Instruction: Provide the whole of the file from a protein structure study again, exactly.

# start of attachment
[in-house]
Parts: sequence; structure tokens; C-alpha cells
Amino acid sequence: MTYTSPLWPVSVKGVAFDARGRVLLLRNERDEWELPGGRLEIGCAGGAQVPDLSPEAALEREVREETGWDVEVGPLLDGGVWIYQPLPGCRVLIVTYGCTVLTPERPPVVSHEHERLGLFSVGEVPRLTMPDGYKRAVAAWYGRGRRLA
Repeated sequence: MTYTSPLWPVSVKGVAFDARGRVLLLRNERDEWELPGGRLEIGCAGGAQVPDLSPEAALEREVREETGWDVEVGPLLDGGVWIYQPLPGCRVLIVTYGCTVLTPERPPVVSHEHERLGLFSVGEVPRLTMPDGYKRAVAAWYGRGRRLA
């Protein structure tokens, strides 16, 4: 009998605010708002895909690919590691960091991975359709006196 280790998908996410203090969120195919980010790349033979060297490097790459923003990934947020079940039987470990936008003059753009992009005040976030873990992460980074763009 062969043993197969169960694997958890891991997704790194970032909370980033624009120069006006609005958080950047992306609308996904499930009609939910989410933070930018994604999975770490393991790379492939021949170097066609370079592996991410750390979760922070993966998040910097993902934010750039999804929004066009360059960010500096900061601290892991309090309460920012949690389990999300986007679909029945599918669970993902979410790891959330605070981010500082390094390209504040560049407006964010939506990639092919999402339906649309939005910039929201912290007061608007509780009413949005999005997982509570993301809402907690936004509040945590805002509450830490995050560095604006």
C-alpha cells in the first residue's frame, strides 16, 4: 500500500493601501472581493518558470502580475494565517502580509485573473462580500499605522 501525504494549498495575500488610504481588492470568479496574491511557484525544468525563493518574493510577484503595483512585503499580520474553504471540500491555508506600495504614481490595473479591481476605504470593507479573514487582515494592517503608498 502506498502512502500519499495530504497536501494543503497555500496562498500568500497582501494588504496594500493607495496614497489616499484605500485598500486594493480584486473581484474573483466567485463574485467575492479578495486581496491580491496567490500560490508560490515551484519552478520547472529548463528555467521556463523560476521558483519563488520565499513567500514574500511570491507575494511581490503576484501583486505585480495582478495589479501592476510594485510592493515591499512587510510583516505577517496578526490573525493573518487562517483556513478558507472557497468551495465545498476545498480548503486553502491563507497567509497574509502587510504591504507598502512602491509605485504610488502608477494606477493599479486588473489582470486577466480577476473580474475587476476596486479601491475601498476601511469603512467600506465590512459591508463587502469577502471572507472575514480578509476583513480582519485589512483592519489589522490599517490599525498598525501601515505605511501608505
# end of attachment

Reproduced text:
[in-house]
Parts: sequence; structure tokens; C-alpha cells
Amino acid sequence: MTYTSPLWPVSVKGVAFDARGRVLLLRNERDEWELPGGRLEIGCAGGAQVPDLSPEAALEREVREETGWDVEVGPLLDGGVWIYQPLPGCRVLIVTYGCTVLTPERPPVVSHEHERLGLFSVGEVPRLTMPDGYKRAVAAWYGRGRRLA
Repeated sequence: MTYTSPLWPVSVKGVAFDARGRVLLLRNERDEWELPGGRLEIGCAGGAQVPDLSPEAALEREVREETGWDVEVGPLLDGGVWIYQPLPGCRVLIVTYGCTVLTPERPPVVSHEHERLGLFSVGEVPRLTMPDGYKRAVAAWYGRGRRLA
């Protein structure tokens, strides 16, 4: 009998605010708002895909690919590691960091991975359709006196 280790998908996410203090969120195919980010790349033979060297490097790459923003990934947020079940039987470990936008003059753009992009005040976030873990992460980074763009 062969043993197969169960694997958890891991997704790194970032909370980033624009120069006006609005958080950047992306609308996904499930009609939910989410933070930018994604999975770490393991790379492939021949170097066609370079592996991410750390979760922070993966998040910097993902934010750039999804929004066009360059960010500096900061601290892991309090309460920012949690389990999300986007679909029945599918669970993902979410790891959330605070981010500082390094390209504040560049407006964010939506990639092919999402339906649309939005910039929201912290007061608007509780009413949005999005997982509570993301809402907690936004509040945590805002509450830490995050560095604006």
C-alpha cells in the first residue's frame, strides 16, 4: 500500500493601501472581493518558470502580475494565517502580509485573473462580500499605522 501525504494549498495575500488610504481588492470568479496574491511557484525544468525563493518574493510577484503595483512585503499580520474553504471540500491555508506600495504614481490595473479591481476605504470593507479573514487582515494592517503608498 502506498502512502500519499495530504497536501494543503497555500496562498500568500497582501494588504496594500493607495496614497489616499484605500485598500486594493480584486473581484474573483466567485463574485467575492479578495486581496491580491496567490500560490508560490515551484519552478520547472529548463528555467521556463523560476521558483519563488520565499513567500514574500511570491507575494511581490503576484501583486505585480495582478495589479501592476510594485510592493515591499512587510510583516505577517496578526490573525493573518487562517483556513478558507472557497468551495465545498476545498480548503486553502491563507497567509497574509502587510504591504507598502512602491509605485504610488502608477494606477493599479486588473489582470486577466480577476473580474475587476476596486479601491475601498476601511469603512467600506465590512459591508463587502469577502471572507472575514480578509476583513480582519485589512483592519489589522490599517490599525498598525501601515505605511501608505